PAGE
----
Mustafa Nasr, director of the Economic Media Center, said the Yemeni government’s failure to secure a new central bank deposit from Saudi Arabia, the civil war, currency speculators and a surplus of Yemeni riyals are the main reasons behind the depreciation.

“The rapid slump in the riyal is a disastrous issue that reflects the instability in the country,” he said.

To curb depreciation, the government should reassert control of the market, inject more hard currencies into the market, convince donors to bail out the economy, and resume oil and gas exports, experts said.

“Find ways to supply the market with foreign currency. This would require the cooperation of international stakeholders however, such as donor countries and humanitarian organizations recommitting to aid financing in Yemen,” Osberg said. He advised the government to create a more stable and secure environment for the central bank in Aden to operate by ending tension with the separatist Southern Transitional Council (STC).

“Neither Saudi Arabia nor any other international donor is likely to give the central bank access to billions of dollars when its head office is surrounded by fighters and the government has lost Aden to the STC. The government badly needs to give stakeholders confidence that it can be responsible for any financial support it is given,” he added.

Will Turkey succeed with its new charm offensive?  

Will Turkey succeed with its new charm offensive?  
Updated 7 min 57 sec ago

Will Turkey succeed with its new charm offensive?  

Will Turkey succeed with its new charm offensive?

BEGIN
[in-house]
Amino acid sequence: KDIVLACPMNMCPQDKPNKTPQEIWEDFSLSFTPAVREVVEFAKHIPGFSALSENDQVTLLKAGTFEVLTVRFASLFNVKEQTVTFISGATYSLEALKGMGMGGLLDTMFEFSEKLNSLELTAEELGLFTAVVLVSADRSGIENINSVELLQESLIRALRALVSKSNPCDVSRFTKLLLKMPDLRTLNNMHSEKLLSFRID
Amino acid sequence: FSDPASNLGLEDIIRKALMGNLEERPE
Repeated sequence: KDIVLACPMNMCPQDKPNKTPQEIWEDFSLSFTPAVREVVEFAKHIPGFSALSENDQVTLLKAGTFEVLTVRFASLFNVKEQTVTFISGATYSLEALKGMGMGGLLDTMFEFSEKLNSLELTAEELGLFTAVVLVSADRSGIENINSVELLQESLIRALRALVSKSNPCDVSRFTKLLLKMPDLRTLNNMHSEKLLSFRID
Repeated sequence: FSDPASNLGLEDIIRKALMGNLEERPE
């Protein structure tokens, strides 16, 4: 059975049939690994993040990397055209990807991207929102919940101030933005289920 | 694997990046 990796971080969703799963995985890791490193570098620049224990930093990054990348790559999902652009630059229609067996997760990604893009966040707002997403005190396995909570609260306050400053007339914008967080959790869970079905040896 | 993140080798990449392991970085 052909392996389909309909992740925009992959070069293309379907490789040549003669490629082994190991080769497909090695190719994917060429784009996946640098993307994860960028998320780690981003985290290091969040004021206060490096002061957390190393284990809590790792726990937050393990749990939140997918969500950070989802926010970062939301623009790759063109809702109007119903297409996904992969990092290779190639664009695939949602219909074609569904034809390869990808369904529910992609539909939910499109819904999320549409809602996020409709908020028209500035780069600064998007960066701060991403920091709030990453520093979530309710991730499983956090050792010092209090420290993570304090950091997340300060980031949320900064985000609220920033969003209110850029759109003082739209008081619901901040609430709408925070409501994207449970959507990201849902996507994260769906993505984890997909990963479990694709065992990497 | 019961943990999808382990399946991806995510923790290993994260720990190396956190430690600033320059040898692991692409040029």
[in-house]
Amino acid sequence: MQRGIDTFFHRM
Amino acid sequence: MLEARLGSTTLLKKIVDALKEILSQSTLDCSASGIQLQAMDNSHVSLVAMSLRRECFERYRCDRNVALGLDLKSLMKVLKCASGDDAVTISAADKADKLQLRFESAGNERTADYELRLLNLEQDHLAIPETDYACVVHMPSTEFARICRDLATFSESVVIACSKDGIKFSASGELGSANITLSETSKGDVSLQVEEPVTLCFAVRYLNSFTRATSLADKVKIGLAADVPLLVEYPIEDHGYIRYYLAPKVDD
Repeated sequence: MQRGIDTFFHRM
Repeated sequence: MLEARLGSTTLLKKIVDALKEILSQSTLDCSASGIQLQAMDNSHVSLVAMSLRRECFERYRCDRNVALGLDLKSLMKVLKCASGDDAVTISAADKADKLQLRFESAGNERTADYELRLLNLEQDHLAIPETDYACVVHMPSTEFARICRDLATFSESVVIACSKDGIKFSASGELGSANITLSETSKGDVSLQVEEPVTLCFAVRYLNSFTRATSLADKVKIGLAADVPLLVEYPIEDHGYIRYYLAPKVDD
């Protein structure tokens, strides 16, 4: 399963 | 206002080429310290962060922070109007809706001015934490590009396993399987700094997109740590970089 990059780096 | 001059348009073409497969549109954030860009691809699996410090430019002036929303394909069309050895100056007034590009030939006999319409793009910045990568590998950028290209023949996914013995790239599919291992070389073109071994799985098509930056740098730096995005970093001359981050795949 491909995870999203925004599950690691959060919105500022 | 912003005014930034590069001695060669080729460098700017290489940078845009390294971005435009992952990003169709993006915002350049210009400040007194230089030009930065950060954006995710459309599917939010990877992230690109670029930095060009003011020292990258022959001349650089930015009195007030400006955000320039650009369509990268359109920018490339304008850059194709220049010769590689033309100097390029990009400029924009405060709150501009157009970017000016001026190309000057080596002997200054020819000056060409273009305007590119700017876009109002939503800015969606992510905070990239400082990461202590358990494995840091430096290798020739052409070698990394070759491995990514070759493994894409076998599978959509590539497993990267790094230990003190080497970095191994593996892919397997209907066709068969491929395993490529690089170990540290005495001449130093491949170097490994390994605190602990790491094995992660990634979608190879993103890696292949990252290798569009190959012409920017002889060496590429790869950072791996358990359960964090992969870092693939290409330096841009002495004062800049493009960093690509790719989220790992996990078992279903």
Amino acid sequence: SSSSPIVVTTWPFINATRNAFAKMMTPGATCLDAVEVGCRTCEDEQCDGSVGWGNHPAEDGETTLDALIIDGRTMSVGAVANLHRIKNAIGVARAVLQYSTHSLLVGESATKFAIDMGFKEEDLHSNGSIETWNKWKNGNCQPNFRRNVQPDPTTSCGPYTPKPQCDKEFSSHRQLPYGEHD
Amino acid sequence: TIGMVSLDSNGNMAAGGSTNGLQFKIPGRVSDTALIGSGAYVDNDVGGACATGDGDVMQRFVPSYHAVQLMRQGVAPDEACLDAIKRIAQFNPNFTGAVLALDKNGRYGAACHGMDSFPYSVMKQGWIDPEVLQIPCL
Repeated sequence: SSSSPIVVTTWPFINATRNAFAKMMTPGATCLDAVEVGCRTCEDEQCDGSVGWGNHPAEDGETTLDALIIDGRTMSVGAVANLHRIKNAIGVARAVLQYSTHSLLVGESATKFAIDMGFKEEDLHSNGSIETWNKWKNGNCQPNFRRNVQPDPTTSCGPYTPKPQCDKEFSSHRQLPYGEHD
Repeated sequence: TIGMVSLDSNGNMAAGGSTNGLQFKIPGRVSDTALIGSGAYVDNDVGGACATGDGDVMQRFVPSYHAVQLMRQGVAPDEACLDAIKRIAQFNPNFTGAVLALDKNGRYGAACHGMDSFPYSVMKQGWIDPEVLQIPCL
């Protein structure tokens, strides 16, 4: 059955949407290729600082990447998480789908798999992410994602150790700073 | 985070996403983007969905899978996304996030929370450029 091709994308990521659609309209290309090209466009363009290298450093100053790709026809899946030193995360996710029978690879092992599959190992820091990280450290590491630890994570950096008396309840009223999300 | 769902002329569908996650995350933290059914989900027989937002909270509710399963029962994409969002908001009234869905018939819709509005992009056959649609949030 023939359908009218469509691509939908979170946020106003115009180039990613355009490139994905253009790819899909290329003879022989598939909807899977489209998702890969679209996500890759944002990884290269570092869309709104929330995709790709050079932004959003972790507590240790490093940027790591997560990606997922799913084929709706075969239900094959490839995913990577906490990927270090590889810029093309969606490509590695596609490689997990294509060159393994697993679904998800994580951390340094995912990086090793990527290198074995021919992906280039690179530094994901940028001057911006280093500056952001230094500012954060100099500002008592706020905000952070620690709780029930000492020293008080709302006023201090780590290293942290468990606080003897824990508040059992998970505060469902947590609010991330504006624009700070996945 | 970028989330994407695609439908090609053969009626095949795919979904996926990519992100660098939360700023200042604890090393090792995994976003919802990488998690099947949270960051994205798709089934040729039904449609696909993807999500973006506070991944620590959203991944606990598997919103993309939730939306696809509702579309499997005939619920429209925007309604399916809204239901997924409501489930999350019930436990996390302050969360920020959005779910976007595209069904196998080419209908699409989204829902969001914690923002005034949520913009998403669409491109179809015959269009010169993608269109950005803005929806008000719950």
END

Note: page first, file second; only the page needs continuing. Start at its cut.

• Erdogan said that he expects to “turn a new page” in ties with Europe and “set a positive agenda” in 2021
  • Turkey also initiated the 61st round of exploratory talks with Greece on Jan. 25 to resolve longstanding conflicts

ANKARA: Turkish President Recep Tayyip Erdogan is downplaying Ankara’s tensions with a host of countries as he launches a charm offensive on a variety of fronts. 
Meeting with the ambassadors of EU member states in Ankara on Jan. 12, Erdogan said that he expects to “turn a new page” in ties with Europe and “set a positive agenda” in 2021. 
However, his comments came at the same time as Brussels draws up an expanded sanctions list targeting Turkish individuals over Ankara’s decision to drill for offshore natural gas near Cyprus in the eastern Mediterranean. The punitive measures are set to be announced in March. 
Turkey also initiated the 61st round of exploratory talks with Greece on Jan. 25 to resolve longstanding conflicts over energy rights and maritime boundaries that pushed both countries to the brink of war last year. 
Similarly, Turkish and French presidents, after trading barbs last year, especially over their divergent regional policies, recently exchanged letters in which they agreed to resume talks to improve ties. The two countries are working on a roadmap to normalize relations. 
Despite growing tensions last year over the drilling activities of the Oruc Reis research ship in contested waters off Greece, Erdogan also called for cooperation in the eastern Mediterranean rather than competition. 
Experts remain skeptical about the success of this diplomatic sea-change and the hidden motivations behind it. Whether these steps will lead to tangible gestures in the region and globally is still a matter of concern. 
Ian Lesser, vice president at the German Marshall Fund of the United States, believes Ankara is trying to modulate its foreign policy messaging, above all with the US and the EU. 
“Part of this is tactical, including the desire to forestall or limit future sanctions, and to offset the influence of more hawkish voices within the EU,” he told Arab News. 
According to Lesser, Ankara would prefer an agenda that is more German and less French in the coming months, and this will also be read closely by the new administration in Washington.